...on some new white tires.
I did a lot of investigating on the forum and internet but can't find anything conclusive in regards to whether the new white tires available today resemble what was available back in the day.
I don't think any period color photos exist of original non black tires and I'm aware of the grey ones. Were some really bright white or have we been lead to believe otherwise by the current tire manufactures?
This would be a good place for Mark Osterman to enlighten us re/ the nature of photography in the Model T era. Tim, you are correct to think no "color" photos exist of era "white" or grey tires, since I don't think color photography was generally available to the public before WWII (Mark ?). What Mark may be able to tell us is whether the photos showing white-white tires are panchromatically "true" on the grey scale, or are "lying" to us depending on the quality of light, and the panchromatic grey scale of "Brownie" photos in the Model T era. I'm curious too, although I've rather taken it on faith that from the advent of pneumatic tires in the 1890's onward, there were indeed, "white-white" tires . . .
Thanks Rich. I still wonder if there is a definitive way to determine what the originals looked like when new. I suppose there could be some first hand accounts but that would be from someone who is quite elderly!
Perhaps I can help you. I have a ORIGINAL 1910-12 era tire. No Iím not using it!! Put I will be glad to try and take some good colour pictures. It IS a Canadian tire!!
I have long suspected that the white tires made back in the day were not really white, but more of a beige and perhaps a tad darker than that.
I think that the "refrigerator" white tires of today are a fantasy.
I saw this fork lift this summer with "white" tires. They are NOT the whiter than white tires which some folks want.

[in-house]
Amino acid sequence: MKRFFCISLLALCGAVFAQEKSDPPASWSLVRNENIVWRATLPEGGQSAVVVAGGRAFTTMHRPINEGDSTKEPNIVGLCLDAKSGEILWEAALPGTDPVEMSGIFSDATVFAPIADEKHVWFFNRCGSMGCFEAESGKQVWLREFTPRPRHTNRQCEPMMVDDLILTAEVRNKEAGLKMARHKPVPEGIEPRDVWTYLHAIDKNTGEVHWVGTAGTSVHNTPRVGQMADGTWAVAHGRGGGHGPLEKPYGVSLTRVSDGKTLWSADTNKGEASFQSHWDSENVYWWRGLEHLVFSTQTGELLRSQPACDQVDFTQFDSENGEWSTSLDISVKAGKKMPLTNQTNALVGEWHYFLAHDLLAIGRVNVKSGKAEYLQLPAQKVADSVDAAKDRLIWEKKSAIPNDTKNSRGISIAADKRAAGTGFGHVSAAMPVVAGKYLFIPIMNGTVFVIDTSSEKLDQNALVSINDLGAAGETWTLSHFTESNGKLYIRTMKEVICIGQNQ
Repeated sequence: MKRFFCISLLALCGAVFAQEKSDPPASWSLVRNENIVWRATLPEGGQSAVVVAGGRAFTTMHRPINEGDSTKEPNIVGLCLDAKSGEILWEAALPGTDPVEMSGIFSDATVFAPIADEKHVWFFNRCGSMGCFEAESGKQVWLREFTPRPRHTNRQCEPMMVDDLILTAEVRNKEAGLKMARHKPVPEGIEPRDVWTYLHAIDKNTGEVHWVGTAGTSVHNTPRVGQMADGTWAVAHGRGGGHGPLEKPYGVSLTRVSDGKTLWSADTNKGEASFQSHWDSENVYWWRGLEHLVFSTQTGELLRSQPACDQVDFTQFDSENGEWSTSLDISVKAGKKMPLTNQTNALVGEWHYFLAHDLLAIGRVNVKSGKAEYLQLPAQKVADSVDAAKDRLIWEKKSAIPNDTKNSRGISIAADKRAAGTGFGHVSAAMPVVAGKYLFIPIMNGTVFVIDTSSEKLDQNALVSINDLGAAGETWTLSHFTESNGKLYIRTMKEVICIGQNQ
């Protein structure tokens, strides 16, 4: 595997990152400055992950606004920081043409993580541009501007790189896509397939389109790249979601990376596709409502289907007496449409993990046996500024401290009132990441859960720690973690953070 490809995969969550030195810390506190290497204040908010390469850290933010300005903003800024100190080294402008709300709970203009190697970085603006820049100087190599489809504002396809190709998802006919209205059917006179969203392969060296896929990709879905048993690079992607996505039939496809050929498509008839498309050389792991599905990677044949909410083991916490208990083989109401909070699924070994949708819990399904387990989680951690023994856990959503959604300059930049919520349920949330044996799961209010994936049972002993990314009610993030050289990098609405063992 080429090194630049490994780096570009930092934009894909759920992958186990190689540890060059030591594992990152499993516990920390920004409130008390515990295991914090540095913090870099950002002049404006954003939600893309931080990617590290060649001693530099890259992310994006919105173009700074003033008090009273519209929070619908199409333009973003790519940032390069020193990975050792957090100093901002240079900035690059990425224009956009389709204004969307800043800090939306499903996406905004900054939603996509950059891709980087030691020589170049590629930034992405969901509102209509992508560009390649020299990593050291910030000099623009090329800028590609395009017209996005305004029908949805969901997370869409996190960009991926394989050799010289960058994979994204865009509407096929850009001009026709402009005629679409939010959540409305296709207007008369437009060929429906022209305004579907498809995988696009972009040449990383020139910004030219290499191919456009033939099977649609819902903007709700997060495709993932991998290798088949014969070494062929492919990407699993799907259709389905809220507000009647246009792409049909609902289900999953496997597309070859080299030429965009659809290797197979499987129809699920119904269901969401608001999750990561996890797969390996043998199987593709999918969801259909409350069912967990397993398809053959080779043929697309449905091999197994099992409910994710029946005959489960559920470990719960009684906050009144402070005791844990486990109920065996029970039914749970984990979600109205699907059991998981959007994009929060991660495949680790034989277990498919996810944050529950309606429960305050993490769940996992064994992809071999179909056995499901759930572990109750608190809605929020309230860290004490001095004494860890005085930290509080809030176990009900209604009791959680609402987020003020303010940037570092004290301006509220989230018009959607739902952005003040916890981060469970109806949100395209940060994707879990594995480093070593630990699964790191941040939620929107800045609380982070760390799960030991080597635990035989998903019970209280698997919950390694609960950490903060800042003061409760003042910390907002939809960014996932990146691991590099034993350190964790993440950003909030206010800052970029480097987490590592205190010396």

My two cents worth, perhaps overvalued. Bill
Those white forklift tires are known as non-marking tires and are required on any machine working in food service plants such as Campbell Soup, etc.
Tim, as can be seen in your photo, they are not as white as what is almost certainly a concrete sidewalk just behind them. And, concrete is usually even a bit darker than pure white. Based on the shadows, I don't think the tires are shaded either.
I think that if not all of them were pure white that you could get pure white if you wanted. The natural rubber color were maybe cheaper to produce than pure white tires but people wanted their cars to look nice then just as now. The fella that kept his car nice and clean might spend a buck or 2 more for a whiter tire. Just speculation.
Yes, there was color photography before WWII, but it was uncommon.
+++ jpeg +++ 814608 +++ +++
In the Model T era color photography was rare and often experimental. With the introduction of Kodachrome in 1935 it became widely available to the general public. It was quite stable, and many early Kodachrome photos look as good today as they did when they were new.
(Message edited by steve_jelf_parkerfield_ks on December 04, 2017)
I missed this one from the twenties.
I'm inclined to believe that no extra effort was made to produce brilliant white tires. They probably looked like the ones Bill posted on the fork truck. White walls on the other hand were intentionally bright white I think.
There's a whitewall staring us in the face on Steve Jelf's posting.
And oddly enough, white tires photographed on a digital camera, such as my smartphone, ALWAYS produce a tire that is MUCH whiter in the picture than in reality! Here's one I took last June to document my replacement white tires and new tubes after the previous sent went to crap. Even though in real life they are "white", they are nothing as bright white as in this pic.